Friday, July 1, 2005
Updated: July 2, 1:43 PM ET
Federer awaits Roddick
By Wayne Drehs
WIMBLEDON, England The No. 2 player in the world had just uncorked his best serve of the day 125 mph, deep in the corner of the court, to his opponent's backhand.
If only the man on the other side of the net wasn't Roger Federer. If only the man staring back at him wasn't the world No. 1, a player so far ahead of anyone else that he had lost just eight of his last 95 sets on grass.
Then maybe the yellow blur would have sneaked by. Then maybe Lleyton Hewitt would have had something to pump his fists about. Instead, Federer reached out, flicked the ball back to Hewitt albeit barely and started a rally.
A backhand here, a forehand there, and Federer gradually set Hewitt up for the kill, putting him out of position inch by inch before blowing the Aussie away. Another point, another game, another badge for Federer's seemingly unbreakable armor.
It was a scene repeated an endless number of times on Centre Court Friday as Federer dominated Hewitt in their championship semifinal, beating the Aussie 6-3, 6-4, 7-6 (4), and keeping alive his chances of becoming just the eighth player to win three straight Wimbledon crowns.
"I've got no doubt that I'm the second-best player going around right at the moment," Hewitt said afterwards. "It's just that the best player going around is pretty bloody good."
Federer made it look easy. Too easy. He took a match with much anticipation the two top-ranked players in the world, the last three Wimbledon men's singles champions and made it look like a ho-hum, second-round victory.
To understand Federer's domination, all anyone at Centre Court needed was a working pair of ears for the typical screaming and yelling from Hewitt were absent. No boisterous "Come on!" no deafening "All Right!"
Instead, when Federer blew a first-set forehand past Hewitt, all the 24-year-old responded with was, "Too good, mate."
"He didn't have too much to cheer about today, so he's obviously not going to scream around after he holds his own serve," Federer said. "I think once he's up two sets to love, he's going to be screaming enough in the future
so we have to enjoy this while he's not."
Hewitt did everything he could to get his game going. He was more aggressive with his serve, more aggressive with his returns, more aggressive with his rallies and yet he still was unable to win a set.
The loss was Hewitt's ninth straight against Federer. And Hewitt has lost 15 straight sets against the man ranked one spot above him. Afterward, he insisted the gap between him and Federer isn't a mental one. Federer wasn't so sure.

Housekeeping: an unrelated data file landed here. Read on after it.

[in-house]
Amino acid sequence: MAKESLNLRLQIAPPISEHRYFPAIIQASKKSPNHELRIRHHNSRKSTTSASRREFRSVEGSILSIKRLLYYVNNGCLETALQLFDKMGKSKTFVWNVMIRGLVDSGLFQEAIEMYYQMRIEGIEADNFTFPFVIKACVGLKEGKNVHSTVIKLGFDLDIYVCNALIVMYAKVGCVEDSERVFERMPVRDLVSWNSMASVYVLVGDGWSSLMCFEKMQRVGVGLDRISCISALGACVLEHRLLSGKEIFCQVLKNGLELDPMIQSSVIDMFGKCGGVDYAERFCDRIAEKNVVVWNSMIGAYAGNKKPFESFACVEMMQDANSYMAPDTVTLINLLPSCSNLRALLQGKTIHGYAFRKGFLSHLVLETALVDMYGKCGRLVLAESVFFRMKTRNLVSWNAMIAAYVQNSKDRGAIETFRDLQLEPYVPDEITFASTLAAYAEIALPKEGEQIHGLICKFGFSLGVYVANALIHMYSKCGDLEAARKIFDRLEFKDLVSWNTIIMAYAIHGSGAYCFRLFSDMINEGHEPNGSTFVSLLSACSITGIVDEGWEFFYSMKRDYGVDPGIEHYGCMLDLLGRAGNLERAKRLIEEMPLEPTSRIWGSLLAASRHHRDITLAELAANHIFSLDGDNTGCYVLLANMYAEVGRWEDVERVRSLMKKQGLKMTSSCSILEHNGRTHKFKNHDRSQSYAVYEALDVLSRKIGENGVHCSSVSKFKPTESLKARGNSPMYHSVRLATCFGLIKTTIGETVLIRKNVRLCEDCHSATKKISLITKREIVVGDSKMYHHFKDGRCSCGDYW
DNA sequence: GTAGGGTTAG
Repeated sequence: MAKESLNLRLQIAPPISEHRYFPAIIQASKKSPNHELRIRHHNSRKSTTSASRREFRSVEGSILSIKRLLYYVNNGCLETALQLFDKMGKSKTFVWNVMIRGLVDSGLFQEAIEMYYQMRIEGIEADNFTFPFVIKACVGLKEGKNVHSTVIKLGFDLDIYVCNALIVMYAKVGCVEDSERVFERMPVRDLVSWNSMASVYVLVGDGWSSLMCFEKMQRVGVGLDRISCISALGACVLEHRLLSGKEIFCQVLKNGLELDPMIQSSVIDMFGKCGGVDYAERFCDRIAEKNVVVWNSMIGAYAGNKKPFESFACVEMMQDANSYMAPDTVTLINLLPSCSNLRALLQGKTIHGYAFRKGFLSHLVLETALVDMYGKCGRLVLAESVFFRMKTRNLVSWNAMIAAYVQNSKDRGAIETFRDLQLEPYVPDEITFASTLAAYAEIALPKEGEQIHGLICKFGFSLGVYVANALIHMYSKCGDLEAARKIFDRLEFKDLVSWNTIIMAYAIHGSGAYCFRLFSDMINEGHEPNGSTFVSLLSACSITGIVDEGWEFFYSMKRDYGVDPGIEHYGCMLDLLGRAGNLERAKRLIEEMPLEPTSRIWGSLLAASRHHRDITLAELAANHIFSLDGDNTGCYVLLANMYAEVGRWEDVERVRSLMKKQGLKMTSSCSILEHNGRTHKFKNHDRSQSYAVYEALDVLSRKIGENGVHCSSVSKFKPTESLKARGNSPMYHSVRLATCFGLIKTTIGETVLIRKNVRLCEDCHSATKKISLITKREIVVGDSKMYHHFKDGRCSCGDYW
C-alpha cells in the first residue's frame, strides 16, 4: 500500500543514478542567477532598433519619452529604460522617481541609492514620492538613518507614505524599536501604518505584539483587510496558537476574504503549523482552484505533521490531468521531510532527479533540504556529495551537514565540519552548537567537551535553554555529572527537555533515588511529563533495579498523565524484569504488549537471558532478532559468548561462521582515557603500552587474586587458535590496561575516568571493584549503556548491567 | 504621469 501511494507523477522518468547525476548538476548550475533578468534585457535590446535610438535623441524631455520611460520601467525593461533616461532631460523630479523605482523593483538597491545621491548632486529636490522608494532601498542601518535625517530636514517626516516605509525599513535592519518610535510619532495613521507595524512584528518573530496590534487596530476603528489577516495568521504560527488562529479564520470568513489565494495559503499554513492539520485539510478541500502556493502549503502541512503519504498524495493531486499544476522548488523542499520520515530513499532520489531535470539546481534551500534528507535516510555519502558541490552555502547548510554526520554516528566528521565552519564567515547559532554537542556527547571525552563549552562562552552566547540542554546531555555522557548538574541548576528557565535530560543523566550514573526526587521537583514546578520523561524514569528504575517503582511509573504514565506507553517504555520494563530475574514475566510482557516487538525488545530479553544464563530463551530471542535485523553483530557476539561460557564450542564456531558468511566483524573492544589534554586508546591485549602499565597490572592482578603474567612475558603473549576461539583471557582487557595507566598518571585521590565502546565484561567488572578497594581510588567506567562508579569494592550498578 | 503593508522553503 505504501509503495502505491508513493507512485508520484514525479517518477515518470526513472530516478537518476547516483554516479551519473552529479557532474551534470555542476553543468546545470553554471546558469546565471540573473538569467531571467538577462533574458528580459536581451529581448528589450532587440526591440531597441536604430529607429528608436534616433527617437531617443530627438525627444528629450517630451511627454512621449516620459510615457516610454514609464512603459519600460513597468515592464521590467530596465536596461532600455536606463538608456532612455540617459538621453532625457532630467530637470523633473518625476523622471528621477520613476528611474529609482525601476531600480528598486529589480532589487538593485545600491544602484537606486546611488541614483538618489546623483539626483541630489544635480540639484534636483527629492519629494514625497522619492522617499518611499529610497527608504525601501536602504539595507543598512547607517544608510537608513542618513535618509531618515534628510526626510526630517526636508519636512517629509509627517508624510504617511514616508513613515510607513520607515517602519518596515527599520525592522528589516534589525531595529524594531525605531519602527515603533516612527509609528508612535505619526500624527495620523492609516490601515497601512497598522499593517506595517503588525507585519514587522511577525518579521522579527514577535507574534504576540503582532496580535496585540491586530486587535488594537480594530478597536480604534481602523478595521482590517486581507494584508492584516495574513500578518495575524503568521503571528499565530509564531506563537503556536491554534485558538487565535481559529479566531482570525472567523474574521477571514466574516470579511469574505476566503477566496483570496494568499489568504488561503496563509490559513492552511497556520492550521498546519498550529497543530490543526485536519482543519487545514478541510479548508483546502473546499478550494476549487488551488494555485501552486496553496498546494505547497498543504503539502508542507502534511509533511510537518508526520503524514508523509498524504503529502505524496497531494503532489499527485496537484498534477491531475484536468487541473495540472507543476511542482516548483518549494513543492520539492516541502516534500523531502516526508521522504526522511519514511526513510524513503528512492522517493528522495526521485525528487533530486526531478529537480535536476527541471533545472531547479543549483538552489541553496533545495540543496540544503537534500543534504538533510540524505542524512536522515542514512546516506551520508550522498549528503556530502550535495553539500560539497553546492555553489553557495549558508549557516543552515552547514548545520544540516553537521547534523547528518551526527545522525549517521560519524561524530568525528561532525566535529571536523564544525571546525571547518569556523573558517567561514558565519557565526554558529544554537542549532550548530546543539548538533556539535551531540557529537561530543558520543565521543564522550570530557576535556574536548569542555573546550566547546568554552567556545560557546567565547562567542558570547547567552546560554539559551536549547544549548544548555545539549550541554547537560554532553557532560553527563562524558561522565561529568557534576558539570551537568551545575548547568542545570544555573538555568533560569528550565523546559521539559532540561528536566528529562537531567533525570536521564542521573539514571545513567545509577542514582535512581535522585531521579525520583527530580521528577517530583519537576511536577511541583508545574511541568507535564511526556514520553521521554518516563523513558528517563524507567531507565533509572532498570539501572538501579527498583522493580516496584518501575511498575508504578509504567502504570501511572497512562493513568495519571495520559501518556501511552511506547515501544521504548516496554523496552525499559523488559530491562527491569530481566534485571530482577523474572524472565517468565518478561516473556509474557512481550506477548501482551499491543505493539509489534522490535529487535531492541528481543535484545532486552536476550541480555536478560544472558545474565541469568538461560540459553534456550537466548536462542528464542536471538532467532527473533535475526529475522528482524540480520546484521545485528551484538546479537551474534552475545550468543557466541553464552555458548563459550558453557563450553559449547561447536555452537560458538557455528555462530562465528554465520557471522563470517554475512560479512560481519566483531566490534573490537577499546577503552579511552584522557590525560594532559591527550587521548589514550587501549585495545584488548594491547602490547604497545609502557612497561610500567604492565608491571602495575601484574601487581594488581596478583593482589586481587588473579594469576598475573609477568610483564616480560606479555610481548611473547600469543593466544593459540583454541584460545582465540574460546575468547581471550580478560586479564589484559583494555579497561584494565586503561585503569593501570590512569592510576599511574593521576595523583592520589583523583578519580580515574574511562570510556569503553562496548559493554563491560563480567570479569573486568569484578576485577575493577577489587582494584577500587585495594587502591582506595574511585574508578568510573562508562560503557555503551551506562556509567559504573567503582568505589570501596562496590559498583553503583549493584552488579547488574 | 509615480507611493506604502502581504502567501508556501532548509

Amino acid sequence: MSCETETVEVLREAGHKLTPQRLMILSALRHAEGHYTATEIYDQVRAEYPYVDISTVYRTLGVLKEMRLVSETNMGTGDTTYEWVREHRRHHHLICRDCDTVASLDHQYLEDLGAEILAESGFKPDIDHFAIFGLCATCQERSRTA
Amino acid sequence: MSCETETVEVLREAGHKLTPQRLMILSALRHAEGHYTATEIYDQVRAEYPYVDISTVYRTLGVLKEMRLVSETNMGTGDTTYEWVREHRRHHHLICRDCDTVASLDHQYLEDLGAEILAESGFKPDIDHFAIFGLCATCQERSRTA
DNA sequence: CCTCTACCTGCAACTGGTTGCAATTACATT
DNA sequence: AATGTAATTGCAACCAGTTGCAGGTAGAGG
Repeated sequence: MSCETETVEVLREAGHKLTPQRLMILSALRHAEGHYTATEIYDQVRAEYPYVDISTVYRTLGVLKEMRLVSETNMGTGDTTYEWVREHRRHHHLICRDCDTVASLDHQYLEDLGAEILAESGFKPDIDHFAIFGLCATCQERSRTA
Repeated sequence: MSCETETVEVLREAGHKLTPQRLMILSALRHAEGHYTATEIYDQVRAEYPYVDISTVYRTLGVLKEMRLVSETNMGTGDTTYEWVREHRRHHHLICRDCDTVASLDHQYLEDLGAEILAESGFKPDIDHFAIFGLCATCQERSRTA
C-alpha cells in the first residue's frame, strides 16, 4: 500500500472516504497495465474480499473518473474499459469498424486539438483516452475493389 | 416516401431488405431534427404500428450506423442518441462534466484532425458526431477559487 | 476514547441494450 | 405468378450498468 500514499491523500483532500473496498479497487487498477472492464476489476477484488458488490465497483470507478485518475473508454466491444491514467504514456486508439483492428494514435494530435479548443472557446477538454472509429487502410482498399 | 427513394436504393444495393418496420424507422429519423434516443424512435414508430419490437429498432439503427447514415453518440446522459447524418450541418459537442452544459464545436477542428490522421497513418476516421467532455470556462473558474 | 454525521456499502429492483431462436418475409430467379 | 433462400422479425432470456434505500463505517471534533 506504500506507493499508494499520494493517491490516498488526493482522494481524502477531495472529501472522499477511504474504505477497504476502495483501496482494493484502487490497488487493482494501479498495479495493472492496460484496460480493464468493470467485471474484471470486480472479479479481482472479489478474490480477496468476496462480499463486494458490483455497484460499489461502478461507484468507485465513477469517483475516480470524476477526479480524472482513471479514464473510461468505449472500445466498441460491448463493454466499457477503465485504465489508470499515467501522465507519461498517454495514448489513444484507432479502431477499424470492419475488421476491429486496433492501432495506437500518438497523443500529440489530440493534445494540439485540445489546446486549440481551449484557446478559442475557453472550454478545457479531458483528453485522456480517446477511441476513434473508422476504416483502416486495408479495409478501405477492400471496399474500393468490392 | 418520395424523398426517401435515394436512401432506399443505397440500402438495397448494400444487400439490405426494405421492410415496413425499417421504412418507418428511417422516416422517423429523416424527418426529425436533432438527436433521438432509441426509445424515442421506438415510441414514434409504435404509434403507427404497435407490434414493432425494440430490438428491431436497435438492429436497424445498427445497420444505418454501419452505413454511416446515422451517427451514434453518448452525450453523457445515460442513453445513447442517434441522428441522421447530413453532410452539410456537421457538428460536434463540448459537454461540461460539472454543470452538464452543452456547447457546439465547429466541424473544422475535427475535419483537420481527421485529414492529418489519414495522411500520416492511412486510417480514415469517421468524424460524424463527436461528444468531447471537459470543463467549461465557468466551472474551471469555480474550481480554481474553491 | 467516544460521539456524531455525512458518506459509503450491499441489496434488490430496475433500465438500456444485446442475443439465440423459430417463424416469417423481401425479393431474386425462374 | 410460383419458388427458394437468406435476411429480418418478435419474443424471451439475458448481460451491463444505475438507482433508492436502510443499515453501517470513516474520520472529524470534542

"I think it's obvious," he said of a psychological advantage. "It's not so easy to play somebody you've lost to so many times, especially in a row."
On Friday, Federer was pretty much in control from the beginning, breaking Hewitt's very first serve. Hewitt broke back on Federer's next serve, but the champion again returned the favor in the fifth game, eventually winning the set 6-3.
That set the tone for the match. Federer broke Hewitt in the second set, clawing his way through a 10-point game to win that set 6-4. At that point, most figured the match was over. Not Hewitt. The man some consider the game's fiercest competitor fought back, pushing the third set to a tiebreaker, keeping the slimmest of hopes alive, before losing consecutive points against his serve and eventually succumbing to the defending champ.
Of little consolation for Hewitt was the fact that he didn't suffer through any bagel sets against Federer, as has happened in four of their last six matches.
"There's no doubt he was the better player," Hewitt said afterward. "He served better. He dictated play better. That's where he got the win. I've got to keep grinding away, keep looking for answers, I guess."
With the win, Federer moved his record to 57-3 on the season, without a Grand Slam title. That could change Sunday, when he meets Andy Roddick, who defeated Thomas Johansson in a rain-delayed match on Saturday.
No matter how comfortable he might look during that match, you can rest assured the sport's greatest star will be feeling the nerves.
"I definitely feel the tensions," Federer said. "I'm happy they still come up because if they don't, I'm in the wrong sport."
At this point, nothing could seem more unlikely.
Wayne Drehs is a staff writer for ESPN.com. He can be reached at Wayne.Drehs@espn3.com.